Jeffress is no stranger to controversy. He has said in the past that former president Barack Obama paved the way for the Antichrist and drew wide attention for calling Mormonism a cult during the 2012 Republican primaries. Jeffress knows his comments on North Korea could be considered controversial, even among fellow evangelicals. His megachurch in Dallas is a prominent Southern Baptist church, one where evangelist Billy Graham had membership for many years. In 2016, the church reported an average weekly attendance of about 3,700.

“Some Christians, perhaps younger Christians, have to think this through,” Jeffress said. “It’s antithetical to some of the mushy rhetoric you hear from some circles today. Frankly, it’s because they are not well taught in the scriptures.”

Over the past two years, Jeffress said, Trump has been “very measured, very thoughtful in every response.”

“People instinctively know that this president is not going to draw an imaginary red line and walk around it like President Obama did,” he said.

Attitudes about North Korea among evangelicals are unclear, he said.

 Play Video 4:38
How Trump appealed to white, evangelical voters
An overwhelming number of white, evangelicals voted for Donald Trump, 81-16 percent, according to exit poll results. Facebook Live host Libby Casey talks to religion reporter Sarah Pulliam Bailey about how Trump appealed to this group and what they expect from him once in office. (The Washington Post)

“I think many evangelicals, like most Americans, really don’t pay attention to global affairs,” Jeffress said. “I believe we’re all going to be forced to soon if North Korea isn’t dealt with decisively.”

Jeffress is unusual for an evangelical pastor because most pastors do not speak about specific foreign policy issues from the pulpit, except sometimes about Israel, said Amy Black, a political-science professor at Wheaton College, an evangelical institution in Illinois.

Theologians and church leaders have debated the interpretation of Romans 13 for millennia, Black said. Most mainstream interpretations of the passage, she said, would suggest that God works through governmental leaders, but ultimate authority comes from God. Debate broke out among Christians in Germany during World War II over how to interpret this passage; some Christians believed they should follow the government while others set up a resistance movement.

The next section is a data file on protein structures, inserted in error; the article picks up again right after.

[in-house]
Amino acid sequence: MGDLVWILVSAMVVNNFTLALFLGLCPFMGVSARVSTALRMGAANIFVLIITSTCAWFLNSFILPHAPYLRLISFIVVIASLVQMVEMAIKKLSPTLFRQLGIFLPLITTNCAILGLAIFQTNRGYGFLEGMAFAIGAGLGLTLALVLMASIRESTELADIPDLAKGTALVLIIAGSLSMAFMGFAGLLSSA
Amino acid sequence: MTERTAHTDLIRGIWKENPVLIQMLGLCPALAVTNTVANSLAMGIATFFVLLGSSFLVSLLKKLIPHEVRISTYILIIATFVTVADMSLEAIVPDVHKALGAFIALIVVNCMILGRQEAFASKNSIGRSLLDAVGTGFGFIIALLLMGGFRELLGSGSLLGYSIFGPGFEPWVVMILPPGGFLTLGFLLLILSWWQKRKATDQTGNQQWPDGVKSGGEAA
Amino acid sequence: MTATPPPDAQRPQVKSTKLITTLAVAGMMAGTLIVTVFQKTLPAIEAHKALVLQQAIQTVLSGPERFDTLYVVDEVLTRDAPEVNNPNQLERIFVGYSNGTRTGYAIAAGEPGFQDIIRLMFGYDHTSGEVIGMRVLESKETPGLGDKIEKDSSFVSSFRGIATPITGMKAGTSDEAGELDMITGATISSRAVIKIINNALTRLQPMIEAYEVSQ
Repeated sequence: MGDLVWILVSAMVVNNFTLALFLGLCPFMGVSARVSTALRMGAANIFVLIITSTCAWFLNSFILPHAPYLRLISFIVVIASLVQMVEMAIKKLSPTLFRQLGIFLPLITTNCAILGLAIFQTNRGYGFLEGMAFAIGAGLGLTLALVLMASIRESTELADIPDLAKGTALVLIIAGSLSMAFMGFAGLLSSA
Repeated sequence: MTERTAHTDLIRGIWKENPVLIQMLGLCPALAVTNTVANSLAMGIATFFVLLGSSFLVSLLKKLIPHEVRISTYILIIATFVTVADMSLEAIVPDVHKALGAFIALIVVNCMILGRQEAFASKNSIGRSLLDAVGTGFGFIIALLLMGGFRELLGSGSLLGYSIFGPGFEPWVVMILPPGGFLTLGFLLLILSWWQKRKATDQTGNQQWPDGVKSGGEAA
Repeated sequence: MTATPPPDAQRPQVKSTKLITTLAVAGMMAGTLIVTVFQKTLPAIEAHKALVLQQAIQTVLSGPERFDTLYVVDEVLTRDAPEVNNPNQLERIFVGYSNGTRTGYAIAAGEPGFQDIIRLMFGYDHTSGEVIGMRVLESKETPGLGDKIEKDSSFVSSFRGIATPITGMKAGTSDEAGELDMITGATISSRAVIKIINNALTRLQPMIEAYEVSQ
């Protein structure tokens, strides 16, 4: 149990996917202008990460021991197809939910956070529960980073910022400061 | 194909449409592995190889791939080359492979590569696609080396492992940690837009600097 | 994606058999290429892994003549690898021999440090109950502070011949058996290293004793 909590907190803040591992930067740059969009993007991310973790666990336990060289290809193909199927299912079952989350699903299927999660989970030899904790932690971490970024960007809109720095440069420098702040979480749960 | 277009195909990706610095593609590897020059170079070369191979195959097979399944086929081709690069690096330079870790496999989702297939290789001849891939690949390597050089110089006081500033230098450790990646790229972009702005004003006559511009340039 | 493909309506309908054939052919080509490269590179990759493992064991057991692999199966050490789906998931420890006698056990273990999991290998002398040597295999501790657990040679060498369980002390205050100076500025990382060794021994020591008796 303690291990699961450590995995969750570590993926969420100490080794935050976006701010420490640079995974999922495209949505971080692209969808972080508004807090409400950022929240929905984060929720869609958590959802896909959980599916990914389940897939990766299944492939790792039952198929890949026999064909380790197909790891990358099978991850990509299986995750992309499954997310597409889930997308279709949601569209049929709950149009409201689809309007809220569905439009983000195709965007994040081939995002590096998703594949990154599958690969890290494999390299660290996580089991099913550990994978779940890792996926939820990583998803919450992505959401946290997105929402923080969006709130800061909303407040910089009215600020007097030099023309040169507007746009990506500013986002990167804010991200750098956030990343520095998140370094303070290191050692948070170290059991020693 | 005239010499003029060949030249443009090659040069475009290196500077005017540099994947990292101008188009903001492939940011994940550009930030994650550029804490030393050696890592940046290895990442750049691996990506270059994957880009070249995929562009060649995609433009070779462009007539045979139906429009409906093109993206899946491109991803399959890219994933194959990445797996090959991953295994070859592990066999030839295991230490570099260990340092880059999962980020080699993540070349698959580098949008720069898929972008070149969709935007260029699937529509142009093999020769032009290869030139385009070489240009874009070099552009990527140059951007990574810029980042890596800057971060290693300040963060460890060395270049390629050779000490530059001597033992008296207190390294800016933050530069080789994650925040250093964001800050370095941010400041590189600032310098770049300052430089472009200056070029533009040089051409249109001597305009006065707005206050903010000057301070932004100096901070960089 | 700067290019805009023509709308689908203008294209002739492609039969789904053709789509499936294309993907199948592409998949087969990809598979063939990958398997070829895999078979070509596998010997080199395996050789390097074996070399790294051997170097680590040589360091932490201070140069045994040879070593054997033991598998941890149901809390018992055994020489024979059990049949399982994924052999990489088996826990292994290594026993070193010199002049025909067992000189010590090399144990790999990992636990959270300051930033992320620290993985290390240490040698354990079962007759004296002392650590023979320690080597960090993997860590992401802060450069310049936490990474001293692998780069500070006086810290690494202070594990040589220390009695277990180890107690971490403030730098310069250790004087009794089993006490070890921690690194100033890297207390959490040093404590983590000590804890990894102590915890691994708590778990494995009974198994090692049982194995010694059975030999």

“If anything, Romans 13 creates a conundrum, because it could be interpreted that Kim Jong Un has authority to govern,” she said.

Jeffress last met with Trump in July when a group of pastors laid hands on the president in the Oval Office. He said now that health care is off the table, evangelicals are hoping for tax reform, though he didn’t have any specifics in mind.

The access Jeffress has to the White House, Black said, may explain why many evangelicals have been so attracted to Trump.

“Some of the approval of Trump is less about the specific person and even specific policy, but it’s about someone who is listening to us,” she said. “Jeffress is a piece of that story of having access.”

Black says that Jeffress represents an “old guard” of evangelicals, closely aligned to leaders like popular radio personality and psychologist James Dobson and Pat Robertson, who founded the Christian Broadcasting Network. Many evangelicals now look to leadership from pastors like Rick Warren in California or Tim Keller in New York City, though Warren and Keller do not speak about politics very often.

“We’re in a weird vacuum; we’re past the Jim Dobson and Pat Robertson era, but it’s not 100 percent clear who will fill their place,” Black said.

Jeffress, who was an early supporter of Trump, has said that after sharing Wendy’s cheeseburgers in Iowa, he believed Trump would be the next president and that it would be because God placed him there. In July, his church choir and orchestra performed a song called “Make America Great Again” at the John F. Kennedy Center for the Performing Arts in D.C., where Trump was in attendance.

This story has been updated to provide further comments from Amy Black, a political-science professor at Wheaton College.

Hackers hit HBO, demand millions for data